- For a Broker, use FINRA BrokerCheckat finra.org or call toll-free (800) 289-9999.
- For an Investment Adviser Firm, use the Securities and Exchange Commission at sec.gov. (Note: this is the firm whom the advisor is associated with and will be noted in the disclosure on all materials used.)
- For an Insurance Agent, check with your state insurance department. You'll find contact information through theNational Association of Insurance Commissioners NAIC at naic.org.
- For All Sellers, be sure to call your state securities regulator. You can find that number in the government section of your local phone book or by contacting the North American Securities Administrators Associationat nasaa.org or (202) 737-0900.
Additionally, check with national organizations that issue credentials such as:
Certified Financial Planner Board of Standards—Certified Financial Planner at www.cfp.net or the International Foundation for Retirement Education—Certified Retirement Counselor at www.infre.org.
Last, but not least, ask to see the advisor’s ADV Form, Part II, which is filed with the SEC. This form contains information about the advisor’s background, services and fees.
- Know the difference between the individual who manages your money (investment manager) and a custodian. This should not be one entity—if it is, you should immediately begin to research the situation. The investment manager only executes transactions. A custodian is in possession of your account and issues your statements. If a manager wants the check made out to him/herself, this may be a large red flag.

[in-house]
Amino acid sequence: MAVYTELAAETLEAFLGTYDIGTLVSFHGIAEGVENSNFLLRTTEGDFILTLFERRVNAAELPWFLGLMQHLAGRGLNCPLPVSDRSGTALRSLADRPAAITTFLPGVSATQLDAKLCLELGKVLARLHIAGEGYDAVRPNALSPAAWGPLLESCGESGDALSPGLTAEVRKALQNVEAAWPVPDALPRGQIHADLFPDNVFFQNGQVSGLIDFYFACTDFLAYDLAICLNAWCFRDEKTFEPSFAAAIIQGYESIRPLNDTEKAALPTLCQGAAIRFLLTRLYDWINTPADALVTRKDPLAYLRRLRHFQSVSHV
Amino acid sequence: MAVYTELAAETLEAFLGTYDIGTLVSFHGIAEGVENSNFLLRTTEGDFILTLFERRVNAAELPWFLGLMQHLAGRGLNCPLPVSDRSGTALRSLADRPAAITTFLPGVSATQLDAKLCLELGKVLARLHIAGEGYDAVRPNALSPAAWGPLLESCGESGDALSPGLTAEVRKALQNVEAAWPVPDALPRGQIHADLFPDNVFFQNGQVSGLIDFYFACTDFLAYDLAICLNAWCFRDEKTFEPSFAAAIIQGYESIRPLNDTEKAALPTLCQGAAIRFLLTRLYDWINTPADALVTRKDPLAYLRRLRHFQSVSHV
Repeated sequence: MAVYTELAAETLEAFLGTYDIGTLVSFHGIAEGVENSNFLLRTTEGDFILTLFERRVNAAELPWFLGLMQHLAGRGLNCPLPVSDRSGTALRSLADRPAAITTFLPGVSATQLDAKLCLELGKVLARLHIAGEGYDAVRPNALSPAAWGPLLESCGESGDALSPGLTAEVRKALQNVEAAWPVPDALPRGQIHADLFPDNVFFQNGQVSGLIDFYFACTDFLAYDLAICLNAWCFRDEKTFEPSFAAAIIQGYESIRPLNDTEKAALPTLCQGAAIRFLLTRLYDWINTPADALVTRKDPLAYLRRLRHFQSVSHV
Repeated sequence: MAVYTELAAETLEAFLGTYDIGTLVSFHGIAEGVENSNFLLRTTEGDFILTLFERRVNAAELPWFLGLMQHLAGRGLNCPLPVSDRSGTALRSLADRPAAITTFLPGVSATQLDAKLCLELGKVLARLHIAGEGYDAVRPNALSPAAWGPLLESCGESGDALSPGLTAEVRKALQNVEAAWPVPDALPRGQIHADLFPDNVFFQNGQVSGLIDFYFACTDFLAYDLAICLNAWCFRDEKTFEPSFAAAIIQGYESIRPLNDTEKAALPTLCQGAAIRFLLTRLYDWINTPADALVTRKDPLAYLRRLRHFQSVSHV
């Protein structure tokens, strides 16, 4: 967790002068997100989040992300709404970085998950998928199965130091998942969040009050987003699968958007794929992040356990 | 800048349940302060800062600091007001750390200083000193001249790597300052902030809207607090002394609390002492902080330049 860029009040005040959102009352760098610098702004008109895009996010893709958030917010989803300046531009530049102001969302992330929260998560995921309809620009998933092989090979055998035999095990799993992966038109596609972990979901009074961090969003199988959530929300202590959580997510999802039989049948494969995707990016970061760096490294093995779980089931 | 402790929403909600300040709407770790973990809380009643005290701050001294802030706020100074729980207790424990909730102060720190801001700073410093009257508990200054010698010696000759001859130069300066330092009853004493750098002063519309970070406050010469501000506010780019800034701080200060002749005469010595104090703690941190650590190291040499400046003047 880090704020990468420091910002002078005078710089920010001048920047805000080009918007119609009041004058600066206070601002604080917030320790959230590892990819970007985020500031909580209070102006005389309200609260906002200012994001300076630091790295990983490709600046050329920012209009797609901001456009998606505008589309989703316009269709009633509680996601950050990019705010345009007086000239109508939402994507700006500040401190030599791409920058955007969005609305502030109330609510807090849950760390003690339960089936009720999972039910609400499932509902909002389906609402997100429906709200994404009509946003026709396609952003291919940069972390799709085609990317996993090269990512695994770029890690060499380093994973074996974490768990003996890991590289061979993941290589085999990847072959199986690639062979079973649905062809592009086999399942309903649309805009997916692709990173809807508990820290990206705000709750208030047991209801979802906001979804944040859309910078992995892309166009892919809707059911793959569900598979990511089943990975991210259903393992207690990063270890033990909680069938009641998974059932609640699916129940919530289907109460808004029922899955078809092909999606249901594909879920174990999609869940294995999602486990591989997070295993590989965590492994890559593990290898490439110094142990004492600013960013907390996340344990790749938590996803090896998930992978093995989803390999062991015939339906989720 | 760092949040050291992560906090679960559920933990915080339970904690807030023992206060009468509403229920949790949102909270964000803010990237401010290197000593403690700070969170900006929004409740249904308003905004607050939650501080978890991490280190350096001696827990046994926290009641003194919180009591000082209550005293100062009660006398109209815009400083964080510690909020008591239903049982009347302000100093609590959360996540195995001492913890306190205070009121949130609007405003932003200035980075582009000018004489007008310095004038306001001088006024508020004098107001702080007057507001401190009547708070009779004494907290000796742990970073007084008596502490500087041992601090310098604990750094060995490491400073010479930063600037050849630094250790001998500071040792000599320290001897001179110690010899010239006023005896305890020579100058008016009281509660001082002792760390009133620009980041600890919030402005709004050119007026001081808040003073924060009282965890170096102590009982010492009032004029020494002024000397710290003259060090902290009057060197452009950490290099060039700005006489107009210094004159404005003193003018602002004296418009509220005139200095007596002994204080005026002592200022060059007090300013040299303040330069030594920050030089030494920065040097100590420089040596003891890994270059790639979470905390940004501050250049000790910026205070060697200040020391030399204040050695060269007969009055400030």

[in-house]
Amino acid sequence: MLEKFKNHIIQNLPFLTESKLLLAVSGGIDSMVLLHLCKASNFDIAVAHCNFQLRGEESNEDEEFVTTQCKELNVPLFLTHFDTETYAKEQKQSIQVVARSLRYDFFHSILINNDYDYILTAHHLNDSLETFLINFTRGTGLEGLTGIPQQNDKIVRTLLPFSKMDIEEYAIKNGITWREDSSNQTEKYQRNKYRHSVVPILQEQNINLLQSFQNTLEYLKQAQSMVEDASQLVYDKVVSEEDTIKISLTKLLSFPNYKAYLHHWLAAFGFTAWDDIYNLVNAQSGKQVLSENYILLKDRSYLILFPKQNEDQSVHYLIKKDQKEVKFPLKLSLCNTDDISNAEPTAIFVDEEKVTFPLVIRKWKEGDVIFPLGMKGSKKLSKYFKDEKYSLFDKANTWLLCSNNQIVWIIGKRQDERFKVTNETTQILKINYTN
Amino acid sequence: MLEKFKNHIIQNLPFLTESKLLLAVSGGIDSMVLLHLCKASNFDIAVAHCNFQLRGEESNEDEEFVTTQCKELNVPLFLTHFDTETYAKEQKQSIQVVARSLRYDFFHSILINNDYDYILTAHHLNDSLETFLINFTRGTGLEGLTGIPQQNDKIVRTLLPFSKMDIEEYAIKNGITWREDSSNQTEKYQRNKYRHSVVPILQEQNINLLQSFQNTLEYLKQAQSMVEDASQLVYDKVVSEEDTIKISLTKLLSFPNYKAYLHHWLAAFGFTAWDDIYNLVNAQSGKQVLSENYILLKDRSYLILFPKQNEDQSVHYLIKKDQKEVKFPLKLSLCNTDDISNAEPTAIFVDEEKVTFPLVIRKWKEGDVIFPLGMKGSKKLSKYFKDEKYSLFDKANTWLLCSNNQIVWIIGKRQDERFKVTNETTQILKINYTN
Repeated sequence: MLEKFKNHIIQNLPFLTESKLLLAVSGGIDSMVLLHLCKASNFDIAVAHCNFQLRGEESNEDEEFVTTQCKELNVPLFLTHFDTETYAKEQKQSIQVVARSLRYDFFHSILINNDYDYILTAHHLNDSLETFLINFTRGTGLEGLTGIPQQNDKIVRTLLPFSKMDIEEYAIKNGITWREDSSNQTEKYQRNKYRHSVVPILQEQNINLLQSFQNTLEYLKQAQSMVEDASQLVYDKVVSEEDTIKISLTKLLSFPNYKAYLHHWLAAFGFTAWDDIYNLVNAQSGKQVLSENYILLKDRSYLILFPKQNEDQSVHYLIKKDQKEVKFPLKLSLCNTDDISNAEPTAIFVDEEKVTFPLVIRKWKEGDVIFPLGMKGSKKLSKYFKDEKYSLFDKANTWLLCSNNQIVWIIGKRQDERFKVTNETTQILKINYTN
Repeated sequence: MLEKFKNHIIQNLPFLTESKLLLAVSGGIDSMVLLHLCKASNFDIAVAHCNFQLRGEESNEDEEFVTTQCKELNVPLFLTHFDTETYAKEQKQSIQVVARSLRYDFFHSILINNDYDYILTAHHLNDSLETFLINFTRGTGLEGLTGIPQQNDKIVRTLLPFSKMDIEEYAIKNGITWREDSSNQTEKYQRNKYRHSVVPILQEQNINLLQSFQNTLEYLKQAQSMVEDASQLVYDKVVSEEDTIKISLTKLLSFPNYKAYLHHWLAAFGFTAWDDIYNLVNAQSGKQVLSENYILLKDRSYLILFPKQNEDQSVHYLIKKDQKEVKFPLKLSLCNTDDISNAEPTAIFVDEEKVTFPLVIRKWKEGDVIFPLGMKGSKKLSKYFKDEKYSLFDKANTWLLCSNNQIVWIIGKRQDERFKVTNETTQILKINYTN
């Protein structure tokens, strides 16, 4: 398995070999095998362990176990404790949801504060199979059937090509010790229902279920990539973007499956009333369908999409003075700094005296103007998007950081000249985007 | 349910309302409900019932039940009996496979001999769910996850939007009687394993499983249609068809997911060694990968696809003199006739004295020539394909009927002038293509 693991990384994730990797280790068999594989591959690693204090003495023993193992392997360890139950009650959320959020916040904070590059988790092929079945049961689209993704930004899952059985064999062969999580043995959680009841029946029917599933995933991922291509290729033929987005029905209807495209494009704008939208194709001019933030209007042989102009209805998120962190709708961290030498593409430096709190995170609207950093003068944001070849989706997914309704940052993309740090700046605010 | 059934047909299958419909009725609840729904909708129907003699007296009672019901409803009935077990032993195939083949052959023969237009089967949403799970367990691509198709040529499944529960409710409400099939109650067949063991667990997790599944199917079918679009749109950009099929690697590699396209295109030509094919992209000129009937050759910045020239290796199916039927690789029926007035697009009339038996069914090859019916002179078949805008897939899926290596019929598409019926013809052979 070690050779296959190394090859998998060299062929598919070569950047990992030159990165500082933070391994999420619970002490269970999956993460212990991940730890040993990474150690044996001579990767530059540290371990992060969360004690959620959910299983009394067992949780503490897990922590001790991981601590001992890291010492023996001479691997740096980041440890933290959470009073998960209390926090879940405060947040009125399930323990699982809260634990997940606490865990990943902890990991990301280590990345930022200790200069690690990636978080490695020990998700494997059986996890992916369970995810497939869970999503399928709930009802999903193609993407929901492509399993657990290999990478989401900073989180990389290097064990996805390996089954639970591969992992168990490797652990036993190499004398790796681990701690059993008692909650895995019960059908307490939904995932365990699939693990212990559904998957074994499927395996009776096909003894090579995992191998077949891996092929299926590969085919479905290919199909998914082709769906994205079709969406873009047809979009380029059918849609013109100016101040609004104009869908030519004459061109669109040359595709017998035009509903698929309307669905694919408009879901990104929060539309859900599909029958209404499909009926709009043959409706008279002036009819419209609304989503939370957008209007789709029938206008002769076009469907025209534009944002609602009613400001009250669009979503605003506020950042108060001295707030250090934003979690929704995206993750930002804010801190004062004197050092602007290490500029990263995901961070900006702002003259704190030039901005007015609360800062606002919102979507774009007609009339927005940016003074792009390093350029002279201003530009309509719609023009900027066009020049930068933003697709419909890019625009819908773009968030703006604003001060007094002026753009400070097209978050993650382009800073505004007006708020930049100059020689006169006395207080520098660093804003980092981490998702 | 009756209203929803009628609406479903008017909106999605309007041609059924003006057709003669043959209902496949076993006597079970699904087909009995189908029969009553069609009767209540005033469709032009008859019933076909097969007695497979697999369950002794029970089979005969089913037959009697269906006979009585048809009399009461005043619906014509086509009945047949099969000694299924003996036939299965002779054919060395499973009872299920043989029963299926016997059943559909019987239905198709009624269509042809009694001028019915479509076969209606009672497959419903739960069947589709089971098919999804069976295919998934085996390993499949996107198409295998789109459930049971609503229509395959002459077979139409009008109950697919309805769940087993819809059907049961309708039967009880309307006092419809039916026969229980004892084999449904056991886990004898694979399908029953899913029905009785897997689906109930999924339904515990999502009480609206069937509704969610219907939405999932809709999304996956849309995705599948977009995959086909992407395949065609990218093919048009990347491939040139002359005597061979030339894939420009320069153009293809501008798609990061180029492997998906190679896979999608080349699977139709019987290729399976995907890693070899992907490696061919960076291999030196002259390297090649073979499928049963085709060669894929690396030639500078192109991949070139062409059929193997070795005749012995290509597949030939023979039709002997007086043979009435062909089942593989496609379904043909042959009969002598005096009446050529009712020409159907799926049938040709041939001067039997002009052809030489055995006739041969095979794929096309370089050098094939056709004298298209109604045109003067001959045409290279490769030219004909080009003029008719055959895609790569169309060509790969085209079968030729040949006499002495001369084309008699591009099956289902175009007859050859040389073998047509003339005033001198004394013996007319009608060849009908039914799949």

- Stay rational. Investments are cyclical. If you live long enough you will see investments will rise and fall. And yes, you along with many others will be shocked when it happens. The key is to stay rational. Don’t act on every irrational thought that occurs to you. If you can’t do it alone find someone unemotionally attached to your money and in an unbiased position to help you make wise decisions in good times and in bad.
- Keep educating yourself. While researching for this article, I came across an outstanding publication by Debbie Stephenson named “10 Famous Investment Scams.” Not only were the stories astonishing, but she ended everyone with a punchline—how investors should learn from this in the way of performing their due diligence. You can read it here: https://www.firmex.com/thedealroom/10-famous-investment-scams/.
The bottom-line answer to our question is a little dissonant. Your emotions coupled with your decisions will decide your fate 99 percent of the time. And in the end that means it all boils down to three things.
#1… “Know thyself” - well!
#2…. Have a long-term game plan to avoid the fallacies caused by temporary greed and fear.
#3…. Keep a trusted advisor to help you keep yourself in check.
And, by the way, don’t wait until it is too late to start! Begin right here and right now. You can learn what your investment risk tolerance in less than 5 minutes by clicking here: https://www.kennedy-financial.com/p/investment-stress-test.